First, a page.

By using artificial intelligence and machine learning, Cermaq will be able to identify each fish in a pen, allowing for targeted health interventions and individualised health records.
The five-year project was awarded four development licences by Norway’s Directorate of Fisheries last December, and last week two iFarm pens were stocked with salmon.
Karl Fredrik Ottem, Cermaq's project manager for iFarm, said: ‘This is a very exciting and important phase in the project; now we will see how the fish behave in the actual iFarm environment, and whether our modelling and predicted outcomes for behaviour are accurate.
‘The technology will, if the project is successful, represent a leap forward for our ability to secure fish welfare, and for performance and overall farming practices.’
The fish are kept lower in the system using a net roof. When they rise to the surface to fill their swim bladders, they are guided through a portal, or chamber, where a sensor can quickly scan, recognise and record data on that specific fish using recognition data based on each fish’s unique markings and structure.
The weight of each fish is measured and lice are counted. Any wounds and signs of illness are also registered in the fish's health record and treatment is adapted to the individual's needs so that only fish that require treating are singled out.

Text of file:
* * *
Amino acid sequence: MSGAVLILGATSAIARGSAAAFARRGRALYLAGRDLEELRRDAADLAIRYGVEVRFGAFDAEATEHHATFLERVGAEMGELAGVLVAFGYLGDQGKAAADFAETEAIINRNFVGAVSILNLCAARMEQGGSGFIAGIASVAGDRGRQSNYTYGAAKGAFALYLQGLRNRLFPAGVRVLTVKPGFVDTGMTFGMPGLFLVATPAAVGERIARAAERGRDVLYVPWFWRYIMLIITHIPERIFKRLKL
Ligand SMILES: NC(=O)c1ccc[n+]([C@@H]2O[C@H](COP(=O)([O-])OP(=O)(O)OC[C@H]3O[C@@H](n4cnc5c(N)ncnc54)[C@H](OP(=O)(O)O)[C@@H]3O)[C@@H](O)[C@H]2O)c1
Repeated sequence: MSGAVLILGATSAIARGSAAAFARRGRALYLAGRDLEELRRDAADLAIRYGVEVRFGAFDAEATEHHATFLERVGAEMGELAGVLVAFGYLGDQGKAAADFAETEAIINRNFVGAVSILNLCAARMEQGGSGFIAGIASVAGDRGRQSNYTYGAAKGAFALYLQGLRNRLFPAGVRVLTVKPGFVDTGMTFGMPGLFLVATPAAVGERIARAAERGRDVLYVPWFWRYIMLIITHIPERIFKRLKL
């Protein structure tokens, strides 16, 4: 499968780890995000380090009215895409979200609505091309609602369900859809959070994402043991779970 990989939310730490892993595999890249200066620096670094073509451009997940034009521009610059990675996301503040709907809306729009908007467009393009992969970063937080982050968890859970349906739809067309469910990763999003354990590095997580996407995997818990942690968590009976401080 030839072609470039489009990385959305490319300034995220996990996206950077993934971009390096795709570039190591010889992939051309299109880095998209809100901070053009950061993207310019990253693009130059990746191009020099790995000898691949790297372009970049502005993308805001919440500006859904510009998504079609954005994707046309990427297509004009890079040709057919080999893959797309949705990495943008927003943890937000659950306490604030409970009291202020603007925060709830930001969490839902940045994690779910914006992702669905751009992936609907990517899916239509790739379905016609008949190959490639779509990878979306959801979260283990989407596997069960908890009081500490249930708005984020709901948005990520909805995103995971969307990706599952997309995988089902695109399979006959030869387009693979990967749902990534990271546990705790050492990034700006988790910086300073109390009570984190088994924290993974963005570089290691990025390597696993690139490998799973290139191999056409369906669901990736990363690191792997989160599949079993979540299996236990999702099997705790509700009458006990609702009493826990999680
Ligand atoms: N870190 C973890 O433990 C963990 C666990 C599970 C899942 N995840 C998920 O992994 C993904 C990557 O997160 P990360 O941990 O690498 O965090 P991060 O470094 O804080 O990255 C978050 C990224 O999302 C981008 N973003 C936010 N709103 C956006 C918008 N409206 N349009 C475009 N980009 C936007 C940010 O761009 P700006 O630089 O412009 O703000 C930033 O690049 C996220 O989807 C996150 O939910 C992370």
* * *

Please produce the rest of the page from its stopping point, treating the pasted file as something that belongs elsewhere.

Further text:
‘A prototype of the sensor itself will not be in place until November, allowing the fish to become used to their new environment over the coming eight weeks,’ said Ottem.
‘Until then, we will spend time observing the fish's behaviour in the cage, how they move and how they eat, so that we can make any adjustments before we install the sensor.’
The iFarm technology was developed by BioSort and the equipment supplied by ScaleAQ and delivered in early summer.
The pens were pre-assembled and then transported to Cermaq’s sea site at Martnesvika, Nordland, in northern Norway, where the final assembly of nets was completed.
The system will initially be installed in two pens with slightly different layouts of iFarm, each holding approximately 150,000 fish.
The knowledge and experience gained from this first stocking will be used to optimise the design for the second stocking, planned in 2021.
‘What we are trying to achieve with iFarm is to develop a technology that, in the long-term, can lead to better fish health and welfare and help strengthen the competitiveness of coastal farming,’ Ottem added.
‘We have high expectations that the health and welfare of the salmon can be improved with iFarm, if we succeed.’